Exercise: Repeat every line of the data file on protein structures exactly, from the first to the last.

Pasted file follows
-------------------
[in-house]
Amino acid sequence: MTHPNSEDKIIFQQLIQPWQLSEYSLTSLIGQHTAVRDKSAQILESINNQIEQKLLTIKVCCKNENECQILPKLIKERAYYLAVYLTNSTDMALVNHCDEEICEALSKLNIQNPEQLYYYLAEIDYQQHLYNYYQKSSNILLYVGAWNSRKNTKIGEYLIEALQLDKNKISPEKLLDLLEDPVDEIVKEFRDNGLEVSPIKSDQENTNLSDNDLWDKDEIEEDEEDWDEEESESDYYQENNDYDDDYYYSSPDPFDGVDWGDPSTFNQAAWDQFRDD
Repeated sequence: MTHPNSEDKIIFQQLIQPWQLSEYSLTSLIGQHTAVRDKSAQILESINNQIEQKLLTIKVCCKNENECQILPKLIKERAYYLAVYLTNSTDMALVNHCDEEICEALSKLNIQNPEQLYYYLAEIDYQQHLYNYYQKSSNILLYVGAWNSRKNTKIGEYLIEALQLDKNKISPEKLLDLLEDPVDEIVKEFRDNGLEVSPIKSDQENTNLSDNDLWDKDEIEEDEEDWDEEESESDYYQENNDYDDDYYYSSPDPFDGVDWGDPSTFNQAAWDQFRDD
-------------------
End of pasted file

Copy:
[in-house]
Amino acid sequence: MTHPNSEDKIIFQQLIQPWQLSEYSLTSLIGQHTAVRDKSAQILESINNQIEQKLLTIKVCCKNENECQILPKLIKERAYYLAVYLTNSTDMALVNHCDEEICEALSKLNIQNPEQLYYYLAEIDYQQHLYNYYQKSSNILLYVGAWNSRKNTKIGEYLIEALQLDKNKISPEKLLDLLEDPVDEIVKEFRDNGLEVSPIKSDQENTNLSDNDLWDKDEIEEDEEDWDEEESESDYYQENNDYDDDYYYSSPDPFDGVDWGDPSTFNQAAWDQFRDD
Repeated sequence: MTHPNSEDKIIFQQLIQPWQLSEYSLTSLIGQHTAVRDKSAQILESINNQIEQKLLTIKVCCKNENECQILPKLIKERAYYLAVYLTNSTDMALVNHCDEEICEALSKLNIQNPEQLYYYLAEIDYQQHLYNYYQKSSNILLYVGAWNSRKNTKIGEYLIEALQLDKNKISPEKLLDLLEDPVDEIVKEFRDNGLEVSPIKSDQENTNLSDNDLWDKDEIEEDEEDWDEEESESDYYQENNDYDDDYYYSSPDPFDGVDWGDPSTFNQAAWDQFRDD